“In exchange for a piece of information that would be crucial in my search for the Underground Palace, I agreed to help. You see, this mysterious orichalcum object that you, the Emperor and the Black Dragons have been playing ‘hot potato’ with,” he held up the object in question, “is a device that allows beings to communicate over long distances. When the Underground Palace’s hearthstone is set in it, the crown that that piece is the center of allows the wearer to communicate with the Lantern of Emerald Flame. It seems that the Lantern has been advising the Bear Emperor on issues of tactics, strategy and policy for years.
“When the Black Dragons came along and started their noisy efforts to find the Palace, I decided to turn all that energy to more useful ends. I dropped a few hints in the right ears that the Bear Emperor’s crown was the key to finding the Palace, and pointed out a few of the members of the cult that would be the most susceptible to the Black Dragon’s methods.”
Things started to fit together in my head. “So, you were the one that informed the Bear cult that we’d taken your communications device from the Black Dragon.” My eyes narrowed. “Why?”
Master Adan shrugged. “I had to get inside the White Temple to search for the boy, before the proper time for the Bear Emperor’s intended blood ritual. I knew that I could talk you and your Dragon-blooded friends into taking me inside, and I had several plans for getting the boy out. Including, but not limited to, the water elemental that I used to get both him and YOU out safely.”
“Yes, you probably don’t remember it, as you were rather exhausted from fighting your friends - you really can’t go about just using Essence in that off the cuff way, it’s terribly wasteful. You must learn the proper forms to - sorry, I’m off on a tangent. Some time ago, I summoned and bound a water elemental to a Cselene contract. Once I was inside the White Temple, and within its protective wards, I was able to call that elemental to me. I had it collect you and the Lunar boy, and bring you here through the river and underground channels that let out into a well in one of this place’s chambers.”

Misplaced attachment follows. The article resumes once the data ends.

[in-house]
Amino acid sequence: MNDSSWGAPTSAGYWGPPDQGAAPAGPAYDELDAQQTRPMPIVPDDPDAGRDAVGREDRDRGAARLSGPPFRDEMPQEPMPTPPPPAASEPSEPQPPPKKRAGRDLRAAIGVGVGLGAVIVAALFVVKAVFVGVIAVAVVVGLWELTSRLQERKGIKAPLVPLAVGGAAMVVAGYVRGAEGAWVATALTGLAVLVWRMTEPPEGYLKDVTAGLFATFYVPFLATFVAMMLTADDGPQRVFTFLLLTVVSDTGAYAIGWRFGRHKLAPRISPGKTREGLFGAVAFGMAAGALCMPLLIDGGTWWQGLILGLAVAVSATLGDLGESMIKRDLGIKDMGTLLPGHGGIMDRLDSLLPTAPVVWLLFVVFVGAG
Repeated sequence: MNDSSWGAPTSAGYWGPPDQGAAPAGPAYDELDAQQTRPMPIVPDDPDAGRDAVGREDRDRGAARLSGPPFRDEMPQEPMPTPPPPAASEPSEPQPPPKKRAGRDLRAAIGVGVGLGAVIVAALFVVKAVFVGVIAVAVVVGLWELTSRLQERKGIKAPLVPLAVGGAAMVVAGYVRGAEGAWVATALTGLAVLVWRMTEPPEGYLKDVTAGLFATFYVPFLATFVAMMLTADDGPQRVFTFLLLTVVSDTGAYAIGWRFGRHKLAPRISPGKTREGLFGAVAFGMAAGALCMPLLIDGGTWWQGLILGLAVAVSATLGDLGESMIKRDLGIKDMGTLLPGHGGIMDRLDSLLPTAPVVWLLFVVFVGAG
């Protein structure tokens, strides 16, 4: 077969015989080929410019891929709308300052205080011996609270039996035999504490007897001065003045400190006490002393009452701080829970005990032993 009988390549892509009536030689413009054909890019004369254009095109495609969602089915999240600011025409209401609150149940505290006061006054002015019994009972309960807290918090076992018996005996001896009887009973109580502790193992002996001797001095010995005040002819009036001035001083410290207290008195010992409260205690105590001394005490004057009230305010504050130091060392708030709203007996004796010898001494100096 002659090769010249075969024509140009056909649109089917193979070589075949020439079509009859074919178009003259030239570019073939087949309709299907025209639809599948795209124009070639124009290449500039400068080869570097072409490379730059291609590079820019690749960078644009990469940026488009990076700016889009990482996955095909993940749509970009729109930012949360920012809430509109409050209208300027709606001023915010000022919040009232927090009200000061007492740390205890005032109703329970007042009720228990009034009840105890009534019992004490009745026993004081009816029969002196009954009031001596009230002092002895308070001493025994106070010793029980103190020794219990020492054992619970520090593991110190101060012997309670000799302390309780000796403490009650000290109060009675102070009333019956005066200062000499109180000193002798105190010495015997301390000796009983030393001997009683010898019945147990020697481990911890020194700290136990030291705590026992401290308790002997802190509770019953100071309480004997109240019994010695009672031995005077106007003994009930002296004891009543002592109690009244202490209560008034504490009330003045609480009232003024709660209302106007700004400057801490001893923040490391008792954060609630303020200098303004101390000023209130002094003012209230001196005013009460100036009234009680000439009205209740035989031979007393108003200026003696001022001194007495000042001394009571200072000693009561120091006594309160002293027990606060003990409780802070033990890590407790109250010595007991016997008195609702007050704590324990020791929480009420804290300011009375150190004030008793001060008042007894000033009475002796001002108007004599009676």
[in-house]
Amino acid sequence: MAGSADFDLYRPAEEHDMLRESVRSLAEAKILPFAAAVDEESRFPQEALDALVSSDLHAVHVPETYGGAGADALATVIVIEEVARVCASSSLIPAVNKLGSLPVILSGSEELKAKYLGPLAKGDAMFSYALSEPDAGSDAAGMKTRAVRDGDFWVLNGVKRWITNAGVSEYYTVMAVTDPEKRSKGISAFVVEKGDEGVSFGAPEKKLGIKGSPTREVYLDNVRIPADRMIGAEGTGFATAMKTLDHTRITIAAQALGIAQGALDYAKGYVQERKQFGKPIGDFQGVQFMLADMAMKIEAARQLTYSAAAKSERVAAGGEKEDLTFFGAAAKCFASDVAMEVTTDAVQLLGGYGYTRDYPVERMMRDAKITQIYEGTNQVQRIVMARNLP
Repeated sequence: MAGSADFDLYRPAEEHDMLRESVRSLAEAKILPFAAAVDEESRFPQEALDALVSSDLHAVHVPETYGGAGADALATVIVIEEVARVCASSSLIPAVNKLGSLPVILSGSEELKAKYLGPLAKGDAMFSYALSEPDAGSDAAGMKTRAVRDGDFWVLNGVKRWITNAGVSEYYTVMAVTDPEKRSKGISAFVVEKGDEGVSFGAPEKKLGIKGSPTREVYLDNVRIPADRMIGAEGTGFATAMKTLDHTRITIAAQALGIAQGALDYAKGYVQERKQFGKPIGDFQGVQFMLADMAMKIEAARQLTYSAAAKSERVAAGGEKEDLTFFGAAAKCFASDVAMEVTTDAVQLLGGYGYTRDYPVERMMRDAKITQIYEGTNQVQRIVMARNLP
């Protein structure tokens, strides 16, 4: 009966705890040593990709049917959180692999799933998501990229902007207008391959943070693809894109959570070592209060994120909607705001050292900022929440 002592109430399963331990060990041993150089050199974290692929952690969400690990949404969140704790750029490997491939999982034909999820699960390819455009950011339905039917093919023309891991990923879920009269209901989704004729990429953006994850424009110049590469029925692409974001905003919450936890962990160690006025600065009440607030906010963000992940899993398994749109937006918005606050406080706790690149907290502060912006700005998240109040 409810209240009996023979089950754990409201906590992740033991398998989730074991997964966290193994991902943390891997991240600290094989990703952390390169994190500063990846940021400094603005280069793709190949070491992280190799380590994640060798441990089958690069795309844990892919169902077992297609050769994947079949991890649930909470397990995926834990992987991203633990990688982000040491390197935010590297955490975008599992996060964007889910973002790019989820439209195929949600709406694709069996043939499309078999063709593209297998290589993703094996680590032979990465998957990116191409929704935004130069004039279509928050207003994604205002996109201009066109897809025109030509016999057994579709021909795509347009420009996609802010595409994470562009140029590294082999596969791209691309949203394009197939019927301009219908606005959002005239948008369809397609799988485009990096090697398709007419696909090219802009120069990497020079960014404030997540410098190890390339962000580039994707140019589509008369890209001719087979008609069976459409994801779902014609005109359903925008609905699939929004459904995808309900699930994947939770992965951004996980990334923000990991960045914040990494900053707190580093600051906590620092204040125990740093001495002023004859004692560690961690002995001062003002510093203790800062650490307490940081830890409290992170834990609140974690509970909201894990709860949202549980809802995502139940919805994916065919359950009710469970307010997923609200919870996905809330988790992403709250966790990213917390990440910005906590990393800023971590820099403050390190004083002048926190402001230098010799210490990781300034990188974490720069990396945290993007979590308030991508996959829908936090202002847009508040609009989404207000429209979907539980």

I looked around. “By the way, what IS this place?”
“We’re under Jade Hill, in one of the more inaccessible parts of the ‘tomb complex’.”
“I thought that you said that Jade Hill was a decoy, built to distract would-be tomb robbers from disturbing the true Underground Palace.”
“It is. But I needed a place to work where I wouldn’t be bothered. You see, this part of the decoy complex is separated from the outside world by a very tricky set of locks and traps. So, the people who wouldn’t know that Jade Hill is a decoy wouldn’t be able to get past the traps, and the people who could get past the traps know better than to bother. Besides,” he waved at the dome, “while it was designed as a solution-less puzzle, this room was designed along First Age principles by Dragon-blooded sages who studied under the Mirror of Serene Reflection himself. It acts as a focus for essence, and it is impervious to both scryings and dowsings. I can do all the workings that I want in here, and not even the best dowser that the Dynasty has can find me. It took a little doing, but this room is now a perfect place for some of my workings. And, you can’t beat the rent,” he chuckled, “it’s FREE.”
Master Adan leaned forward. “Now, to the real question, Kaellis Rennar - what will YOU be doing with your suddenly vastly extended life?”
I sat back. I could feel the puzzlement setting on my own face. “To tell you the truth… I don’t know! I was reasonably happy, riding along with Adlynn, playing at being the wandering knight-errant. But I always knew that eventually it would be over, and she and I would be called back home. And then I’d go work for the family at something.”
“But now, the only thing waiting for you back on the Blessed Isle is sure death,” he said quietly.